I don’t know whether to give a shout out to Wally Lamb or Spandau Ballet (I think they were first) but this much is true: I am now officially a Moth Addict.
I went again, last night to the event at Housing Works on Crosby Street. After the excitement of last week’s performance, I came home and Googled The Moth to find out when I could do it again, and found out I only had a week to prepare. The theme was listed as “Summer Of Love,” so I really couldn’t use the same story I used last week, which is funny but true. That’s what the guy up on stage said last week, the story has to have a beginning, middle, and end, and it has to be true. But so many of the stories that were told were so heavily embellished and worked on that at least for me I found it hard to believe they were true.
So I thought of that, making something up; but I already know I’m not good at making things up, I had a friend who once told me I was a terrible liar “I can always see right through you, it’s pathetic” he’d said. So I have to stick to the truth, rather than risk sounding pathetic.
Not that the people telling the stories were pathetic, most were very funny indeed, but I thought the purpose of The Moth was to tell a story, not use the stage as a proving ground for stand-up comedy.
Anyway, yesterday I got up early and before I got lost in the world of facebook, on line shopping and looking at websites that may be harmful to my computer I wrote out the story I was going to tell, the story of my summer of love; 1972, when I fell in love for the first time. I wrote it and rehearsed it and ran out to buy a pair of brand new sneakers to wear and came back and rehearsed it some more. Then I left early for Crosby Street because I know the Bookstore is a small venue and I wanted to at least get a seat this time. My friend Lexie was coming to support me, and that was great, as I noticed last week that half of the people that went up on stage were alone, and I didn’t want to be one of those people. So I saved a place in line for Lexie, who always shows up at the last minute with a smile on her face and love in her heart.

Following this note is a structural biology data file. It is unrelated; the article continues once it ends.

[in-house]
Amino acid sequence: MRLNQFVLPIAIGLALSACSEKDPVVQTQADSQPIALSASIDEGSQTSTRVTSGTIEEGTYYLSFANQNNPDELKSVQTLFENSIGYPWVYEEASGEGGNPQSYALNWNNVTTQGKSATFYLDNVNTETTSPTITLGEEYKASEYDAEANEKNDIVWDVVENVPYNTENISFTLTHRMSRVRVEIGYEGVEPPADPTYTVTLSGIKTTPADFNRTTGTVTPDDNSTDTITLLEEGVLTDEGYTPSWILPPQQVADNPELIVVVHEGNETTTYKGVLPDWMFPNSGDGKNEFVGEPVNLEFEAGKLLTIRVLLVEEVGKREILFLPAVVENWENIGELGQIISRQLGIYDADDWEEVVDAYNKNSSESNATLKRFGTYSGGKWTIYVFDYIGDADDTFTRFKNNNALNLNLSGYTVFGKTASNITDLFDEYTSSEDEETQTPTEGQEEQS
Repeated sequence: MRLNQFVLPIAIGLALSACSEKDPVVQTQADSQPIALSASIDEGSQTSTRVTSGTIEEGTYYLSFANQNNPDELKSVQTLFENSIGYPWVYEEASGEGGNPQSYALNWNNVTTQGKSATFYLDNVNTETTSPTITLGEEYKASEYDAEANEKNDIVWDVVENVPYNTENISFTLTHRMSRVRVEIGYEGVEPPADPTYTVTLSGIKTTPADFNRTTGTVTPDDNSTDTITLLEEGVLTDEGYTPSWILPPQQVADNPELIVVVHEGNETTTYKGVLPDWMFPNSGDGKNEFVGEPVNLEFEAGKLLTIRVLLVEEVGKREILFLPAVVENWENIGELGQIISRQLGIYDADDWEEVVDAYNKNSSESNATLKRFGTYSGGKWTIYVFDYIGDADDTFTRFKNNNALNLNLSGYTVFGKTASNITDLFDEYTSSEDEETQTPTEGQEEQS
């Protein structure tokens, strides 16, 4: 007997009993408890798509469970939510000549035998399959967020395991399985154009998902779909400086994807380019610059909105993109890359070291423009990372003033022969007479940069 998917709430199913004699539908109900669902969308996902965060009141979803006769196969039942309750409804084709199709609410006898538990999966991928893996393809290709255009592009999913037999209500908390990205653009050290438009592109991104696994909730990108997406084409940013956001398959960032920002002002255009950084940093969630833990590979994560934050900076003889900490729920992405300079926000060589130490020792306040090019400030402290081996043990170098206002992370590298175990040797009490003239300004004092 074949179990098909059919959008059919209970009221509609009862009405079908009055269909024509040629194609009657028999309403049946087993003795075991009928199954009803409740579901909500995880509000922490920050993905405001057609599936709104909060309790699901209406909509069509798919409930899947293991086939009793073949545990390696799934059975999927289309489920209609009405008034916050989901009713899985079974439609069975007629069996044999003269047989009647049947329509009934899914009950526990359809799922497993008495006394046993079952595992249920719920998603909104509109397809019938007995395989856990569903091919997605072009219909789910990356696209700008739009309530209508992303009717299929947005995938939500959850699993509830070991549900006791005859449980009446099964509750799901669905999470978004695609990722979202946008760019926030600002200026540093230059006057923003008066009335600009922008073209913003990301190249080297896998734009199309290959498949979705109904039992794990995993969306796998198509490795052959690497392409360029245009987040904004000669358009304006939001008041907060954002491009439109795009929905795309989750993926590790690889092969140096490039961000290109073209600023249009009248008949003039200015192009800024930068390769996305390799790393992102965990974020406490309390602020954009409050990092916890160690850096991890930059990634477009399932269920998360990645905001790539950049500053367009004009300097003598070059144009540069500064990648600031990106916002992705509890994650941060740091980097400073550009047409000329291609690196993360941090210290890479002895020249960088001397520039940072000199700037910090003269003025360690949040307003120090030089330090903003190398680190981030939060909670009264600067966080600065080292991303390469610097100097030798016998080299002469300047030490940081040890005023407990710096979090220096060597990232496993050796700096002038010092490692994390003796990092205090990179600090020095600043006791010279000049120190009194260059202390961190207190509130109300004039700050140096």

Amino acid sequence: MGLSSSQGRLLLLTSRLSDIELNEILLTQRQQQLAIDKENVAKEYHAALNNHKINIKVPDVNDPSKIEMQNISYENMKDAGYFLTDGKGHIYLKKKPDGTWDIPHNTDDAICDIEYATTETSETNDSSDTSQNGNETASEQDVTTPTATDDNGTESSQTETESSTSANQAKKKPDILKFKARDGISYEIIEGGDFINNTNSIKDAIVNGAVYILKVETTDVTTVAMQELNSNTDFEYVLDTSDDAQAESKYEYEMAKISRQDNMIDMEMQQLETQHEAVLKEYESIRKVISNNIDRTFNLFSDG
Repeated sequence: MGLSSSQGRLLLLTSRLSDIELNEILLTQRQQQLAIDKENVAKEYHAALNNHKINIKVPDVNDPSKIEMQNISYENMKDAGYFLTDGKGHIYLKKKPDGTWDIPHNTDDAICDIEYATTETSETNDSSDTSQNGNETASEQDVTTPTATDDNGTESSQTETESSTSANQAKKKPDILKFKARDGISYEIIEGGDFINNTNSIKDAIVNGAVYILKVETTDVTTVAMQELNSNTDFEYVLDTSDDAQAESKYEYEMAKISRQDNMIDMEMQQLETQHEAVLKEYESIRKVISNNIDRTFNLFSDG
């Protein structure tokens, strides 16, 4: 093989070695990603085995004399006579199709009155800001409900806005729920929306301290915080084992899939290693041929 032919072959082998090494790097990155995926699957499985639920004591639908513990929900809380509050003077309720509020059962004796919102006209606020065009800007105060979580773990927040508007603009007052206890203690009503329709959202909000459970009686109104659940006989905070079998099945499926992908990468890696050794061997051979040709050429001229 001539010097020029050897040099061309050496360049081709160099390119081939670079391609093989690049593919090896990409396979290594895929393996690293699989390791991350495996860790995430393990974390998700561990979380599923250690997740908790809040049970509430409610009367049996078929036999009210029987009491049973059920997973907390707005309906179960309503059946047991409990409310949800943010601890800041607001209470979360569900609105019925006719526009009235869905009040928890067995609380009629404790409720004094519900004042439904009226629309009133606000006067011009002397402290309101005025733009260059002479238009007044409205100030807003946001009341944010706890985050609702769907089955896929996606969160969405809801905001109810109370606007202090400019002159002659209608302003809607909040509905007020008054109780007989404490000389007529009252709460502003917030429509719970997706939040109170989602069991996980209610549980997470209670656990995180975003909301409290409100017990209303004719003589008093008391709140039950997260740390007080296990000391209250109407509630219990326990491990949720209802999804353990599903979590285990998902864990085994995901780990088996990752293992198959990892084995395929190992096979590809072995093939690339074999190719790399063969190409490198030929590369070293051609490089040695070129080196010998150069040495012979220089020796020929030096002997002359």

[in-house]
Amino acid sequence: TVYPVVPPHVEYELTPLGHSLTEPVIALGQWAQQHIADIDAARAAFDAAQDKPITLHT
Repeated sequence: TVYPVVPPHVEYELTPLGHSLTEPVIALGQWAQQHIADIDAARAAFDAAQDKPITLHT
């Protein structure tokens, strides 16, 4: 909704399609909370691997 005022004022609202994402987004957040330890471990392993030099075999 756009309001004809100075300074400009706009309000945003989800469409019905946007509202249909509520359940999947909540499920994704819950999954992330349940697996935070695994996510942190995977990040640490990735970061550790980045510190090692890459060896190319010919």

When they started the MC announced that “Summer Of Love” was too restrictive, and they’d opened it up to just “summer,” and people started telling all kinds of crazy stories that just happened to have happened in the summer. There were a lot of laughs, and I started getting anxious about my story, which rather than being funny is a sad, rather poignant story of young love. I started debating with myself if I should go to my Nixon story, after all this was a different crowd and it felt really good to hear the people laughing last week; and besides, the Nixon story did actually happen in the summer.
My stomach churned and I asked Lexie, who read the story (I had the print-out in my pocket) and she said, “Tell the love story.”
Two of the best Moth stories I’ve ever heard were not funny, they were moving. One was told by an ex-NYPD detective, about the mother of a dead criminal who has no pictures of him and wants his mug shot as a memento, and one is by my wife’s boss, Andrew Solomon, about going to Afghanistan and talking to musicians who were not allowed to make music for the time the Taliban was in power. It’s easy to make people laugh, you make funny voices and say outrageous things; but it is much, much harder to make people cry or reach into their well protected emotions for a visceral reaction.
At points I wanted to stand up and shout out “But is it true?” If I did that, I stood the risk of ending up like my friend Andy Kessler, rest his soul; who was interviewed by New York magazine a few years ago and just complained about how kids now days just are “Doing it all wrong.” I loved Andy, and there was nothing I could do to assuage his (sometimes) surly disposition, but I at least could make him laugh and cry on occasion.
So, I kept my mouth shut and waited, and by the ninth person, I figured I wasn’t going up anyway, and relaxed. Then the guy called the last name and it was me. So I went up there and told the truth.
There was very little laughter, and a big gasp at the punch line, where my girlfriend’s mother told me she’d taken her to the gynecologist to get fitted for a diaphragm just before she left for college, but I got really good applause at the end, and a high score (9.3, 9.6, 8.0), and got lots of high fives and whispers of “Very moving story,” all from women, but it felt very good indeed to stick to the truth.